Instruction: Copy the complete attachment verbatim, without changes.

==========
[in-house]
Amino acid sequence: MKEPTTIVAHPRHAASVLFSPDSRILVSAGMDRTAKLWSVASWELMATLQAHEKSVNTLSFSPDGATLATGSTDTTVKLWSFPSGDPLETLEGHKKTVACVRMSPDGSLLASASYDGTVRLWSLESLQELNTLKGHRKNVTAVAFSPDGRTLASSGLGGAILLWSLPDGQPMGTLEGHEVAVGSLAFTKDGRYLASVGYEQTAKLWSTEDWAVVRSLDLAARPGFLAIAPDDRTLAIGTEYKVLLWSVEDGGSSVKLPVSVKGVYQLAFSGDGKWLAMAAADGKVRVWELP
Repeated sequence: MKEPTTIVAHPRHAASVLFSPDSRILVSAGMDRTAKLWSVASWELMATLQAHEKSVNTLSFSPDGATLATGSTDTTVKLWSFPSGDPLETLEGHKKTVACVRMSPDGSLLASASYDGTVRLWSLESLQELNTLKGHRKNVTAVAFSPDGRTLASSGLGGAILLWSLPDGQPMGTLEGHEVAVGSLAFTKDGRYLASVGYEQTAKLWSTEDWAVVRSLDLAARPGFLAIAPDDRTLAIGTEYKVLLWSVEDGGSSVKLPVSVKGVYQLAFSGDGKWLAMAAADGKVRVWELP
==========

[in-house]
Amino acid sequence: MKEPTTIVAHPRHAASVLFSPDSRILVSAGMDRTAKLWSVASWELMATLQAHEKSVNTLSFSPDGATLATGSTDTTVKLWSFPSGDPLETLEGHKKTVACVRMSPDGSLLASASYDGTVRLWSLESLQELNTLKGHRKNVTAVAFSPDGRTLASSGLGGAILLWSLPDGQPMGTLEGHEVAVGSLAFTKDGRYLASVGYEQTAKLWSTEDWAVVRSLDLAARPGFLAIAPDDRTLAIGTEYKVLLWSVEDGGSSVKLPVSVKGVYQLAFSGDGKWLAMAAADGKVRVWELP
Repeated sequence: MKEPTTIVAHPRHAASVLFSPDSRILVSAGMDRTAKLWSVASWELMATLQAHEKSVNTLSFSPDGATLATGSTDTTVKLWSFPSGDPLETLEGHKKTVACVRMSPDGSLLASASYDGTVRLWSLESLQELNTLKGHRKNVTAVAFSPDGRTLASSGLGGAILLWSLPDGQPMGTLEGHEVAVGSLAFTKDGRYLASVGYEQTAKLWSTEDWAVVRSLDLAARPGFLAIAPDDRTLAIGTEYKVLLWSVEDGGSSVKLPVSVKGVYQLAFSGDGKWLAMAAADGKVRVWELP